Is this really legislation to honestly deal with "puppy mill cruelty," or is this legislation to prevent dogs from being bred at all? The show-dog breeder is the only bastion who prevents quality purebred dogs from extinction. We do so at inordinate personal expense to ourselves, inordinate research and inordinate effort. There are many dog breeds that have accompanied mankind through the centuries, and they are as much a part of our human culture as any artifacts. I don't believe all animal-welfare and animal-rights folks are intentionally trying to make the dog an extinct animal. But passing this law will go a long way to making that a reality. After all the professional breeders are put out of business and after all the hobby breeders are outlawed, the rare dog will be the one who is whelped under the back porch of someone who takes no responsibility for his or her dogs - or the hunting dogs. I wonder, are hunting dogs exempted because their care is so exemplary or because the supporters of this legislation just don't want to tangle with the NRA at this point?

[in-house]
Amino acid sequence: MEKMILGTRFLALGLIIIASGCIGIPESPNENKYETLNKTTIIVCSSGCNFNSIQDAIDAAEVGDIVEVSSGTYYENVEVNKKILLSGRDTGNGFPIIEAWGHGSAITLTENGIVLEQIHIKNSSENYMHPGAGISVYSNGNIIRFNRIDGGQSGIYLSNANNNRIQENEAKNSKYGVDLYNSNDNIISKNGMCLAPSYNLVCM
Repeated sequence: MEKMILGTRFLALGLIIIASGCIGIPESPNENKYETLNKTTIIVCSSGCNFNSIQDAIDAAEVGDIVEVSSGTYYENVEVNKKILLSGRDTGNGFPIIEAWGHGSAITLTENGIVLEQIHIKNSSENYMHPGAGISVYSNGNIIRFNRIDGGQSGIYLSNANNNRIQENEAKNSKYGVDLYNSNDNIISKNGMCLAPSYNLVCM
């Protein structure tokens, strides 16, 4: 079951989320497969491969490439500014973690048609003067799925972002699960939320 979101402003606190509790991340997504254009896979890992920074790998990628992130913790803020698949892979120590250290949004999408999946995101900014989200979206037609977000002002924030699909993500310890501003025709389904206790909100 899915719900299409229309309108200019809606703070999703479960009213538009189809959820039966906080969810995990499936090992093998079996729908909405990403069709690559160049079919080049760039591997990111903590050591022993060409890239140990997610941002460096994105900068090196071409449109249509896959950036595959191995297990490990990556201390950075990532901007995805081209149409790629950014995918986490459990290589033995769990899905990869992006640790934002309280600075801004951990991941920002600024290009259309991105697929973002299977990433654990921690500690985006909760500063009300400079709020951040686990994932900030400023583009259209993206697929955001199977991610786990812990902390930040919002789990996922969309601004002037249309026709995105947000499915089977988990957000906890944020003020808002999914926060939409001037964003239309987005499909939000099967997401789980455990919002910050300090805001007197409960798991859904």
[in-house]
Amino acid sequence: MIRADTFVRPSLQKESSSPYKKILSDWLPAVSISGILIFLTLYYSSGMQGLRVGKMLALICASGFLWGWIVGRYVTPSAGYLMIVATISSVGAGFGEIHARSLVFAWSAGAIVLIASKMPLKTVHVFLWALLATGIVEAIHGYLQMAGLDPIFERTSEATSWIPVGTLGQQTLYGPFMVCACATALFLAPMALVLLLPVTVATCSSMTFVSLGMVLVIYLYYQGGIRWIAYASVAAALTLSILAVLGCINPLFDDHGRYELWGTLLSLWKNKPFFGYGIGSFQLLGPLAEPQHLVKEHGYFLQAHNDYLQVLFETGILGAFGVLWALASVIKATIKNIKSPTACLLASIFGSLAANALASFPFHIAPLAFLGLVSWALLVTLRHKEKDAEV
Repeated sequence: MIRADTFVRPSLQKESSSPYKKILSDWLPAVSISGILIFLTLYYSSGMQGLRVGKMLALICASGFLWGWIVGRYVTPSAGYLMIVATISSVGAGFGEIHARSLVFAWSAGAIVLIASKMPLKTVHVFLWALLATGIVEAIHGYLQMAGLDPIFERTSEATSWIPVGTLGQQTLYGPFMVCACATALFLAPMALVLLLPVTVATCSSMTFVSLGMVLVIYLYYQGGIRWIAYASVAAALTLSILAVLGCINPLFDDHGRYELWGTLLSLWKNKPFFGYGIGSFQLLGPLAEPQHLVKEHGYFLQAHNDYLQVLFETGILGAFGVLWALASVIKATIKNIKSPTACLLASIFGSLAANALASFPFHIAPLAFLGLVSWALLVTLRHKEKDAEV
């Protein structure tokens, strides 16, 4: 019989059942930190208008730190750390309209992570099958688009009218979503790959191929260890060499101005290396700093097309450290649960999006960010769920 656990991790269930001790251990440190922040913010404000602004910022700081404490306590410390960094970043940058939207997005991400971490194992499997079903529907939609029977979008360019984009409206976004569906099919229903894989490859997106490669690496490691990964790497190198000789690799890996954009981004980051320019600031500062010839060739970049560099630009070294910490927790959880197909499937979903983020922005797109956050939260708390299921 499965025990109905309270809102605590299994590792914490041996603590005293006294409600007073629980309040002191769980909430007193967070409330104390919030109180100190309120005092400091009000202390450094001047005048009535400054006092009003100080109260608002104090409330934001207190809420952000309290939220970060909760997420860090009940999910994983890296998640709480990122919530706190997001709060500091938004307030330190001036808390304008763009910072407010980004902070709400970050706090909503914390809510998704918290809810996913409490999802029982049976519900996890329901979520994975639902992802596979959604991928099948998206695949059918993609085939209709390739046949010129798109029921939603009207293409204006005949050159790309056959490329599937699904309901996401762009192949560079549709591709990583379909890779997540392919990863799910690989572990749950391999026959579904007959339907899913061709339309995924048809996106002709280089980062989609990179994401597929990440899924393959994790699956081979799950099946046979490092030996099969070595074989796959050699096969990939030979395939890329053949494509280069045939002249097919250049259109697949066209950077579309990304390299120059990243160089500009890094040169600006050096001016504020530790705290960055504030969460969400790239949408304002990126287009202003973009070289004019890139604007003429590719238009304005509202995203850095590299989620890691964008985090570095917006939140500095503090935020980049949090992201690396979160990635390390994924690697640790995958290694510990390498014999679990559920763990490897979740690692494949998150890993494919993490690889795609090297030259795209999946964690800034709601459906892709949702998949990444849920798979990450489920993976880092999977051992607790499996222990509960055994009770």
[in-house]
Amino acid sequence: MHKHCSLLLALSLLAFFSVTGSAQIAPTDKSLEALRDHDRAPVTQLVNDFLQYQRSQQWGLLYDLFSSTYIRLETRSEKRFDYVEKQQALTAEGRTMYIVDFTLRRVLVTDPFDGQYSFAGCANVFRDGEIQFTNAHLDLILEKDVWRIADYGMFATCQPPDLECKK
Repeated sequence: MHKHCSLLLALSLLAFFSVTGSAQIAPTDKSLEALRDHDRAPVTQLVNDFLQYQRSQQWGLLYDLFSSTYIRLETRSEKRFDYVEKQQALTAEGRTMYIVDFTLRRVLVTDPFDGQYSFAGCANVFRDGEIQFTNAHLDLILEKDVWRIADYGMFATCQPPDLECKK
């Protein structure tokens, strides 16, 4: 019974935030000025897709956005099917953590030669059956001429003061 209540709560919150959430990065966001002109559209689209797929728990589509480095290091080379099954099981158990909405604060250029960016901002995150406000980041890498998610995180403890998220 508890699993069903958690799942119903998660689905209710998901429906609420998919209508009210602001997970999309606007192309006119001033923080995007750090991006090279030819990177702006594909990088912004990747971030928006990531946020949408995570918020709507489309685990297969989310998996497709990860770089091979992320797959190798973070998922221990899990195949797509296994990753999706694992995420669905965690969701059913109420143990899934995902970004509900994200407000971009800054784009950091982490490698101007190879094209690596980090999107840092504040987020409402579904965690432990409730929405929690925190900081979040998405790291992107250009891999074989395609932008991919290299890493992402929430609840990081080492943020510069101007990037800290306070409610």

In a study of commercial breeding kennels done by the Better Business Bureau, they point out the main problem in Missouri is the funding to make all the necessary inspections of professional breeders as well as acting effectively to penalize those who are out of compliance. It is obvious Missouri government agencies are not doing their job. Organizations proposing more legislation need to be responsible in the laws they propose. This is a very sloppy response and therefore an irresponsible proposal.
Jon Kimes has been involved with breeding and exhibiting dogs for more than 30 years, including having bred or owned more than 110 champions. He has been a licensed dog judge for 15 years and has served on the board of directors and as a committee chair for several national breeding clubs.